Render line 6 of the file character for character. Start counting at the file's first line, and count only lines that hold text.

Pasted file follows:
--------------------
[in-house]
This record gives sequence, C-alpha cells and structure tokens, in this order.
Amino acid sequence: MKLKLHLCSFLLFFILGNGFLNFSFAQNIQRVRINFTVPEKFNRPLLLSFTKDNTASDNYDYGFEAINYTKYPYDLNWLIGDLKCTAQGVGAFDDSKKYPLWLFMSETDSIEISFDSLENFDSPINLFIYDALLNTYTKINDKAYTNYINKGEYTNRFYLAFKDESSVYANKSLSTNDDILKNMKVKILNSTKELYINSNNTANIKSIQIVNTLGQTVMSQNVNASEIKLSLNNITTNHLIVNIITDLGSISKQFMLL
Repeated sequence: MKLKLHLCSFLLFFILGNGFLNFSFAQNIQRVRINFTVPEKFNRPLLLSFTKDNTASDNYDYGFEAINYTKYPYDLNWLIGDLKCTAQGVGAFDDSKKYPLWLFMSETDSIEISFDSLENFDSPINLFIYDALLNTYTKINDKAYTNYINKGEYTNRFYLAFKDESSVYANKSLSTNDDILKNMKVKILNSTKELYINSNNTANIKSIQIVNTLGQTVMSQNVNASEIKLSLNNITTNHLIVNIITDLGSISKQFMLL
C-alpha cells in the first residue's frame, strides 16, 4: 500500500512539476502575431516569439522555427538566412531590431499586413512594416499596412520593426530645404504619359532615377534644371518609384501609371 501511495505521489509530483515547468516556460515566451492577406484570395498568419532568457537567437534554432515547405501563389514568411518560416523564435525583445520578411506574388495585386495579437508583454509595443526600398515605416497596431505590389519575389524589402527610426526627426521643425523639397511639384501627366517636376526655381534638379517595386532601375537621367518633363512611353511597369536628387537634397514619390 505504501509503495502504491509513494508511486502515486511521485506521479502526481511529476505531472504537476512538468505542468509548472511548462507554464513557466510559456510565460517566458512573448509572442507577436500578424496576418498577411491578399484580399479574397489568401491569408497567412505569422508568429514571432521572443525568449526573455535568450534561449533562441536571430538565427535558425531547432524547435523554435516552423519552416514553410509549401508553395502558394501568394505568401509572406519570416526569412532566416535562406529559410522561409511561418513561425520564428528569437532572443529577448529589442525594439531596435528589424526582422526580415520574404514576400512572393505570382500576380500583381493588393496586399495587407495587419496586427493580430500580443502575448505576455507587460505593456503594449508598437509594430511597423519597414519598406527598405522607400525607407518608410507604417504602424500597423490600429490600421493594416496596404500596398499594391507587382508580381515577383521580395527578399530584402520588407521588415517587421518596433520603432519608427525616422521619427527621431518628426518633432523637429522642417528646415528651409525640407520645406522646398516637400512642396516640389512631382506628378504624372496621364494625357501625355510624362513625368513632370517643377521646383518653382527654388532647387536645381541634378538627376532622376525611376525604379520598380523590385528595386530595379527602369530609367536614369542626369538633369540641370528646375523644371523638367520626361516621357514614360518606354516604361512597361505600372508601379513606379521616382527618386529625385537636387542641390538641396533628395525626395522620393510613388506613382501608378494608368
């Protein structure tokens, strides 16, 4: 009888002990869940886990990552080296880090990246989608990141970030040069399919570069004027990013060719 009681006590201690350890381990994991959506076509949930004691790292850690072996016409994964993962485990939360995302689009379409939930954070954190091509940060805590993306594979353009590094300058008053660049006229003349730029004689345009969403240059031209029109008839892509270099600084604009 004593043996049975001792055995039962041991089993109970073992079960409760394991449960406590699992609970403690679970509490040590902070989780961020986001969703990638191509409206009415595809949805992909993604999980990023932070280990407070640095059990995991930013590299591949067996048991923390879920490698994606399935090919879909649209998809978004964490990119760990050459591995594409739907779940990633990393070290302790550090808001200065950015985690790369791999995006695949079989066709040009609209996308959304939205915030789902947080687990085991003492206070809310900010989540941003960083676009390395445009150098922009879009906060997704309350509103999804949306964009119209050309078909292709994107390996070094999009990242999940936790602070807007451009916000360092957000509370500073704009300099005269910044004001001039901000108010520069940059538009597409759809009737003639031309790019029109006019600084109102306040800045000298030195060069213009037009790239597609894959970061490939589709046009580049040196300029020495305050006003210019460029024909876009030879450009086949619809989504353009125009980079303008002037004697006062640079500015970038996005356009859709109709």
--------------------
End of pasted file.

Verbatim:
């Protein structure tokens, strides 16, 4: 009888002990869940886990990552080296880090990246989608990141970030040069399919570069004027990013060719 009681006590201690350890381990994991959506076509949930004691790292850690072996016409994964993962485990939360995302689009379409939930954070954190091509940060805590993306594979353009590094300058008053660049006229003349730029004689345009969403240059031209029109008839892509270099600084604009 004593043996049975001792055995039962041991089993109970073992079960409760394991449960406590699992609970403690679970509490040590902070989780961020986001969703990638191509409206009415595809949805992909993604999980990023932070280990407070640095059990995991930013590299591949067996048991923390879920490698994606399935090919879909649209998809978004964490990119760990050459591995594409739907779940990633990393070290302790550090808001200065950015985690790369791999995006695949079989066709040009609209996308959304939205915030789902947080687990085991003492206070809310900010989540941003960083676009390395445009150098922009879009906060997704309350509103999804949306964009119209050309078909292709994107390996070094999009990242999940936790602070807007451009916000360092957000509370500073704009300099005269910044004001001039901000108010520069940059538009597409759809009737003639031309790019029109006019600084109102306040800045000298030195060069213009037009790239597609894959970061490939589709046009580049040196300029020495305050006003210019460029024909876009030879450009086949619809989504353009125009980079303008002037004697006062640079500015970038996005356009859709109709």